Season 1 – Episode 36 – Data Management and Research
Data management involves various activities such as gathering, arranging, safeguarding, and managing data for analytical purposes. In the context of higher education, data management has a significant influence on almost everyone associated with the campus, including graduate and doctoral students, faculty, and administrators. With research practices relying increasingly on the internet and data, effective data management is crucial for maintaining data security, management, and protection.
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Darren Gaddis: From CITI Program, I’m Darren Gaddis and this is On Campus. Today, what is data management and why is it important in research, common mistakes to avoid with data management, and modern challenges for data management. I spoke with Mariette Marsh, assistant vice president, Regulatory Affairs & Safety at the University of Arizona. She has oversight of the IRB, IACUC, HIPAA Privacy Program, Quality Program, Embryonic Stem Cell Research Oversight Committee, Radiation Laboratory Safety Services and Occupational Health. With over 20 years of experience in higher education administration, Mariette has a skillset that focuses on research ethics, flexible application of regulatory requirements, and organizational improvement.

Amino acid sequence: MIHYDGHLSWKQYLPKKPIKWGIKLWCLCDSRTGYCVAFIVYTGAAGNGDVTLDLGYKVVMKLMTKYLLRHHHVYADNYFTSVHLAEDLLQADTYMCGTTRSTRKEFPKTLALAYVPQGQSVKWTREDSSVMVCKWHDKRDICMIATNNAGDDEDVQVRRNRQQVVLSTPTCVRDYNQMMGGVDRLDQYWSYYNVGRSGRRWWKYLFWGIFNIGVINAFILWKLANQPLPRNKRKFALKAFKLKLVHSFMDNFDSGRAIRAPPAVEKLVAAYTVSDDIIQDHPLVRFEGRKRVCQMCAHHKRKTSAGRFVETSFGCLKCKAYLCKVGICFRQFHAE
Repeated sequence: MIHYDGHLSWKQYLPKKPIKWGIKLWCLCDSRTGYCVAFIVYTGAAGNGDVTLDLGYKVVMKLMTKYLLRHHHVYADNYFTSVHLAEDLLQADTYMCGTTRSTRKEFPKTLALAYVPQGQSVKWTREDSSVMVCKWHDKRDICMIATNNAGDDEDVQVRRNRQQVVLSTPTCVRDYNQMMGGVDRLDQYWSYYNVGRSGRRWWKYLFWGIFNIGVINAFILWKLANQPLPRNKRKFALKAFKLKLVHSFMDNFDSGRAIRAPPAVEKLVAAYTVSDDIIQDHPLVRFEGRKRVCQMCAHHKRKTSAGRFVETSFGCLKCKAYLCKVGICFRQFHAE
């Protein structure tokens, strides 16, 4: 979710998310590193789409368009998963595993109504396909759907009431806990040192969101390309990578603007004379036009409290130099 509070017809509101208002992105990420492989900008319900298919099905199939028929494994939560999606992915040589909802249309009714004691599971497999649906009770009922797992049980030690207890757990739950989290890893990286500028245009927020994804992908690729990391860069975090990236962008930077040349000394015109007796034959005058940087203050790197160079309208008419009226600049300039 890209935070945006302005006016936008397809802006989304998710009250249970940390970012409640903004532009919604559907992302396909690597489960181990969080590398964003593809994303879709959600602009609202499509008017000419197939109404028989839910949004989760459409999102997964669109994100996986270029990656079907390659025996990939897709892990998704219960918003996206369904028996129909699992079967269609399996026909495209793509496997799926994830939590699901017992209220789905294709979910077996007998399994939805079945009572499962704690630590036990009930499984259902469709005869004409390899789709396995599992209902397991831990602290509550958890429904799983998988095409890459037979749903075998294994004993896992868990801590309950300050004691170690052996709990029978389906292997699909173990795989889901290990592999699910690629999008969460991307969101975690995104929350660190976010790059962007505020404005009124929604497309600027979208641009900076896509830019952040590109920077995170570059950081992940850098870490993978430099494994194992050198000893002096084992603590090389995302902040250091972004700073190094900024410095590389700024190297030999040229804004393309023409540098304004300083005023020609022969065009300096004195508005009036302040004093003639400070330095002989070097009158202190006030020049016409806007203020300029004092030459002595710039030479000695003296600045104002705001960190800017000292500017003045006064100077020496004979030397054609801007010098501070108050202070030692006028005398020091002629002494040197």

As a reminder, this podcast is for educational purposes only. It is not intended to provide legal advice or guidance. You should consult with your organization’s attorneys if you have questions or concerns about relevant laws and regulations discussed in this podcast. Additionally, the views expressed in this podcast are solely those of the presenter and do not represent the views of their employer.
Hi, Mariette. Thank you for joining me today.